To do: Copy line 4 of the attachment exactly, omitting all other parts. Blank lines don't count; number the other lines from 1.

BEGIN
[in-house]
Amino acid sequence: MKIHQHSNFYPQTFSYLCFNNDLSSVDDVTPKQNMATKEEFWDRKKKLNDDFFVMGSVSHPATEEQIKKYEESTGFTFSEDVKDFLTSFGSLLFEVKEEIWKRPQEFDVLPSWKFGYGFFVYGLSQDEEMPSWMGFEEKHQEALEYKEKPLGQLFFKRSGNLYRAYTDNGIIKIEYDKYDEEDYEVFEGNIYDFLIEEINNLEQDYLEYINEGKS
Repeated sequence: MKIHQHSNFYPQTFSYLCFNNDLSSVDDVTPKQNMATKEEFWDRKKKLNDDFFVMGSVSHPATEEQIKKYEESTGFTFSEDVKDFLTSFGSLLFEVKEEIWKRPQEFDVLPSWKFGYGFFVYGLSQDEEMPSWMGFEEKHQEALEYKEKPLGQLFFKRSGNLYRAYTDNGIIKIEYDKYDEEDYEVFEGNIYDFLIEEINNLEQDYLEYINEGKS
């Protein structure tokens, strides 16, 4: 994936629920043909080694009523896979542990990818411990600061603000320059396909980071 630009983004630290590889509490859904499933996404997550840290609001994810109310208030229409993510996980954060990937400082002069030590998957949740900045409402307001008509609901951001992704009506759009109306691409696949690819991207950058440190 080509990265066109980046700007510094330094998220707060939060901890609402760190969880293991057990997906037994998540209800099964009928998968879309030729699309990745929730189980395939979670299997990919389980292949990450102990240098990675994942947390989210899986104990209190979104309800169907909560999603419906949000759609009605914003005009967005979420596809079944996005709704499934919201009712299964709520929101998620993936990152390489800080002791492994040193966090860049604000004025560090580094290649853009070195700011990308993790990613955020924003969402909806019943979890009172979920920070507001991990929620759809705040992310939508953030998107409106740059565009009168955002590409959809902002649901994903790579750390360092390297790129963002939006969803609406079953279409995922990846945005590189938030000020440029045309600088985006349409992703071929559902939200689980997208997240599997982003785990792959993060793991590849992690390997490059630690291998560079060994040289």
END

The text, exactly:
């Protein structure tokens, strides 16, 4: 994936629920043909080694009523896979542990990818411990600061603000320059396909980071 630009983004630290590889509490859904499933996404997550840290609001994810109310208030229409993510996980954060990937400082002069030590998957949740900045409402307001008509609901951001992704009506759009109306691409696949690819991207950058440190 080509990265066109980046700007510094330094998220707060939060901890609402760190969880293991057990997906037994998540209800099964009928998968879309030729699309990745929730189980395939979670299997990919389980292949990450102990240098990675994942947390989210899986104990209190979104309800169907909560999603419906949000759609009605914003005009967005979420596809079944996005709704499934919201009712299964709520929101998620993936990152390489800080002791492994040193966090860049604000004025560090580094290649853009070195700011990308993790990613955020924003969402909806019943979890009172979920920070507001991990929620759809705040992310939508953030998107409106740059565009009168955002590409959809902002649901994903790579750390360092390297790129963002939006969803609406079953279409995922990846945005590189938030000020440029045309600088985006349409992703071929559902939200689980997208997240599997982003785990792959993060793991590849992690390997490059630690291998560079060994040289």